The shelves were the most difficult part of the entire project because of the amount of time I put into cleaning and preparing the wood! It took 30 minutes of sanding to get each board smooth after years of being abused in a barn, and I used at least 4 coats of the polyurethane for good coverage and future protection. And, my god, this old wood is HEAVY. Lifting the wood up onto the brackets had me sweating profusely and cursing horrendously when I gouged my newly painted walls wrestling them into position!
Despite the difficulty, I feel like the shelves are an incredibly unique piece that add character to a room with a rather mundane purpose. The baskets make it easy to hide cleaning products and other “junk” that I would rather not have to look at when I’m not using them, and the products with pretty labels I can proudly display!
If you tackle your own laundry room update project, don’t forget the small details! We swapped the old tan colored floor vent for a decorative oil rubbed bronze replacement. It’s a small change, but the $10 was worth it! I feel like it helps solidify my farmhouse theme, adds interest to the space, and the old vent cover was broken and was rusted stuck at halfway open, anyway.
Additionally, try using a large basket to contain your laundry detergents, bleach, and fabric softeners on top of your washing machine. If you’re feeling really ambitious, you can even put your products in decorative containers, but I wasn’t feeling ambitious so just stuck them inside a basket to keep them contained when my washing machine starts to shake because I stuffed too many clothes in it. I feel like it keeps them looking organized and somewhat cute, at the very least!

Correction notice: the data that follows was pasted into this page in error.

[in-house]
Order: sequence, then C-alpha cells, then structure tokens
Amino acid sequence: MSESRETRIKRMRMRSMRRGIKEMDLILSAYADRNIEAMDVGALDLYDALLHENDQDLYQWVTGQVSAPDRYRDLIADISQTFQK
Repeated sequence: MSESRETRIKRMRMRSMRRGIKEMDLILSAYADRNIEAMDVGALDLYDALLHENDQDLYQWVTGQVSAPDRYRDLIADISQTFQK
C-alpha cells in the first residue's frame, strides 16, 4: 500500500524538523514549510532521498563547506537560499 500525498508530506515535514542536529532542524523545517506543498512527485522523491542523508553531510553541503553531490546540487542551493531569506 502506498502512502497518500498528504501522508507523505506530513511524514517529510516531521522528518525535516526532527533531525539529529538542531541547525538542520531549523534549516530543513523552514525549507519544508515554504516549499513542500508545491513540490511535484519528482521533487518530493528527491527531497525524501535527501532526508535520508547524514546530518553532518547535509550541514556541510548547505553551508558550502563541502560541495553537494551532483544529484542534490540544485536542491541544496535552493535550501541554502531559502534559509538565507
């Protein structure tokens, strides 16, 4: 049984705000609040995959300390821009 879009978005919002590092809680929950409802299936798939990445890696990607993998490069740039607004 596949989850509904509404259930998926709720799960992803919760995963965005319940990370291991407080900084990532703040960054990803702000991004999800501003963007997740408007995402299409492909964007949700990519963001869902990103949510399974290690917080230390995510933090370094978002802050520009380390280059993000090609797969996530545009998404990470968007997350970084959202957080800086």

Even though it’s a laundry room and not necessarily glamorous, don’t be afraid to decorate with neat pieces! My mother is an accomplished crafter and painter and made me a decorative sign for a blank wall, and my mother-in-law gave me an antique washing board I cleaned up and hung above the dryer.
All together, this updated probably cost us around $200. Most of the money was spent on the new trim, the new light fixture, and the hardware for the shelving. We also purchased a pneumatic nailer for the job, but I didn’t include that in the total price since this will be used for multiple other projects, like replacing the trim throughout the rest of the house.
Costs we avoided was casing for the window because it’s old and needs to be replaced soon, so I didn’t want to spend money on casing to have to tear it off again and potentially damage it when it comes time to replace the window. I also briefly considered replacing the laundry sink with something that has a cabinet for storage, but due to the amount of projects we still have left in the house I decided to just leave it so I don’t feel bad about splattering it with paint and staining it with other construction materials!
If it’s not in your budget to replace trim, you can fix gouges with wood filler, prime with a really good primer (I like Killz All-Purpose), and paint. MDF trim is also a less expensive option than hardwood, won’t warp if it gets wet, and is a little easier for DIYers to use since it won’t split when you’re nailing it in place. It’s my choice every time!
What do you think?
How do you like this simple update? Do you think you can tackle it? You don’t have to spend much money to have a beautiful and functional laundry room!